New Orleans’s recovery commission is catching a lot of well-deserved flak for their plans to rebuild the destroyed and damaged neighborhoods using eminent domain, throwing federal grant money towards a superfluous light-rail system and — as we’ve covered before — free WiFi. The Boston Globe reports:
Angry homeowners screamed and City Council members seethed yesterday as this city’s recovery commission recommended imposing a four-month building moratorium on most of New Orleans and creating a powerful new authority that could use eminent domain to seize homes in neighborhoods that will not be rebuilt.
[…] Some activists have long accused the commission — which was appointed by Nagin — of trying to find ways to abandon predominantly black neighborhoods, such as the Lower Ninth Ward. Yesterday’s unveiling did nothing to assuage their fears, even though commission members promised to give all neighborhoods an opportunity to prove that they should be rebuilt by convening planning groups in coming months.
The proposed moratorium would be in the city’s most damaged neighborhoods, and officials would use the four-month period to gauge whether enough residents will come back to make the areas viable.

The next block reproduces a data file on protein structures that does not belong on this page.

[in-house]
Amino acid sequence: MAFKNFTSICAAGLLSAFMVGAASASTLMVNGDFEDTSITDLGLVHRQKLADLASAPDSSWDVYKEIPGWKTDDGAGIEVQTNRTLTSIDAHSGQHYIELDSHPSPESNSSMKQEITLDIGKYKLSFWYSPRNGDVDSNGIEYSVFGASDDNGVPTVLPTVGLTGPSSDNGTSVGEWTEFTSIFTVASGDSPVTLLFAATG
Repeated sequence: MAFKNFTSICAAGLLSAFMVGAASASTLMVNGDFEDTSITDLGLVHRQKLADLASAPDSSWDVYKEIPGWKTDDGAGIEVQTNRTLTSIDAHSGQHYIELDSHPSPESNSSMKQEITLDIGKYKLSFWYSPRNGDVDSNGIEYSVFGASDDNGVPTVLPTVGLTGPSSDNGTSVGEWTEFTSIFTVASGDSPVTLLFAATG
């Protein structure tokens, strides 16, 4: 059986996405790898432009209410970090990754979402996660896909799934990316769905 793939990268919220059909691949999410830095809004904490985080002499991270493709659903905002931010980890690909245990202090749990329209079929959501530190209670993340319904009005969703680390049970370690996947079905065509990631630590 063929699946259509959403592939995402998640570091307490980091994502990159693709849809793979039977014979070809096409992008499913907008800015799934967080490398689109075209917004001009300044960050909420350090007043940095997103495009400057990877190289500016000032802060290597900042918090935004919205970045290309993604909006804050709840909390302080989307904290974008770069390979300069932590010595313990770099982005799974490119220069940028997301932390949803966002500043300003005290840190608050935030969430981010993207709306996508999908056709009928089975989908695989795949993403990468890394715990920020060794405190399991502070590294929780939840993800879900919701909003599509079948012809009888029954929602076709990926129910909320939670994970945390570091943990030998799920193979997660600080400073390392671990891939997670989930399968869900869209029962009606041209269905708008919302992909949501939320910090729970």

In typical two-faced politico style, mayor Ray Nagin was suddenly on the side of the residents:
Within minutes of the plan’s unveiling, Nagin was already showing signs that he might back away from the commission’s most controversial proposal. He told WWL-AM that he had some ”hesitancy” about the building moratorium.
In lieu of my own snarky commentary, I’ll defer to David Masten over at Catallarchy who had a novel proposal for the whole thing:
Since it is has been decided that there will be a huge plan to rebuild New Orleans, I would recommend a small addition. This addition will properly convey the essence of this newly rebuilt city and gives proper credit to those who have gone before in such planning. Change the city’s name to New Leningrad.